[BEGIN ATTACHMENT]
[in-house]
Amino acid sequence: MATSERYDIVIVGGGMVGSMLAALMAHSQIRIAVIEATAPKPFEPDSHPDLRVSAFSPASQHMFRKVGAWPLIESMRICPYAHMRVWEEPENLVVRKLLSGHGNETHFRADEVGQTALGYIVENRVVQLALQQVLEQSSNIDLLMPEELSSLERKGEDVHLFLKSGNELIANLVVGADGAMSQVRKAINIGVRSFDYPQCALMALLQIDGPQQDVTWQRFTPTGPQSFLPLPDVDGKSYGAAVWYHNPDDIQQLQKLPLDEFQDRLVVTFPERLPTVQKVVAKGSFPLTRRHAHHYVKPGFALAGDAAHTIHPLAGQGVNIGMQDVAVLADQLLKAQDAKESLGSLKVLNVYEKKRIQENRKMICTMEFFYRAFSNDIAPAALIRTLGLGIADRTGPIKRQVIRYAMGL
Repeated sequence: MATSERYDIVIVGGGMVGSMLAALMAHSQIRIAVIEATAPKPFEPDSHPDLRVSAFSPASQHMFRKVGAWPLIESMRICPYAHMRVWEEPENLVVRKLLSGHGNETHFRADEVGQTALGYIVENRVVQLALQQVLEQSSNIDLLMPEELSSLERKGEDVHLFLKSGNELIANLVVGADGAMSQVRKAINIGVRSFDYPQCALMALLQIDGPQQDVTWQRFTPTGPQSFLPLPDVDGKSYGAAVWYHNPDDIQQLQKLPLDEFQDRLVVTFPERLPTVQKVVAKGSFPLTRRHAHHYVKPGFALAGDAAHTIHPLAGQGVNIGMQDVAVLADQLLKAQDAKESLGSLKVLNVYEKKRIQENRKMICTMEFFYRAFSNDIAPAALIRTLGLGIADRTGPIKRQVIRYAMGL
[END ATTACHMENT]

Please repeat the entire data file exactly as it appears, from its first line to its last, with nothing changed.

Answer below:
[in-house]
Amino acid sequence: MATSERYDIVIVGGGMVGSMLAALMAHSQIRIAVIEATAPKPFEPDSHPDLRVSAFSPASQHMFRKVGAWPLIESMRICPYAHMRVWEEPENLVVRKLLSGHGNETHFRADEVGQTALGYIVENRVVQLALQQVLEQSSNIDLLMPEELSSLERKGEDVHLFLKSGNELIANLVVGADGAMSQVRKAINIGVRSFDYPQCALMALLQIDGPQQDVTWQRFTPTGPQSFLPLPDVDGKSYGAAVWYHNPDDIQQLQKLPLDEFQDRLVVTFPERLPTVQKVVAKGSFPLTRRHAHHYVKPGFALAGDAAHTIHPLAGQGVNIGMQDVAVLADQLLKAQDAKESLGSLKVLNVYEKKRIQENRKMICTMEFFYRAFSNDIAPAALIRTLGLGIADRTGPIKRQVIRYAMGL
Repeated sequence: MATSERYDIVIVGGGMVGSMLAALMAHSQIRIAVIEATAPKPFEPDSHPDLRVSAFSPASQHMFRKVGAWPLIESMRICPYAHMRVWEEPENLVVRKLLSGHGNETHFRADEVGQTALGYIVENRVVQLALQQVLEQSSNIDLLMPEELSSLERKGEDVHLFLKSGNELIANLVVGADGAMSQVRKAINIGVRSFDYPQCALMALLQIDGPQQDVTWQRFTPTGPQSFLPLPDVDGKSYGAAVWYHNPDDIQQLQKLPLDEFQDRLVVTFPERLPTVQKVVAKGSFPLTRRHAHHYVKPGFALAGDAAHTIHPLAGQGVNIGMQDVAVLADQLLKAQDAKESLGSLKVLNVYEKKRIQENRKMICTMEFFYRAFSNDIAPAALIRTLGLGIADRTGPIKRQVIRYAMGL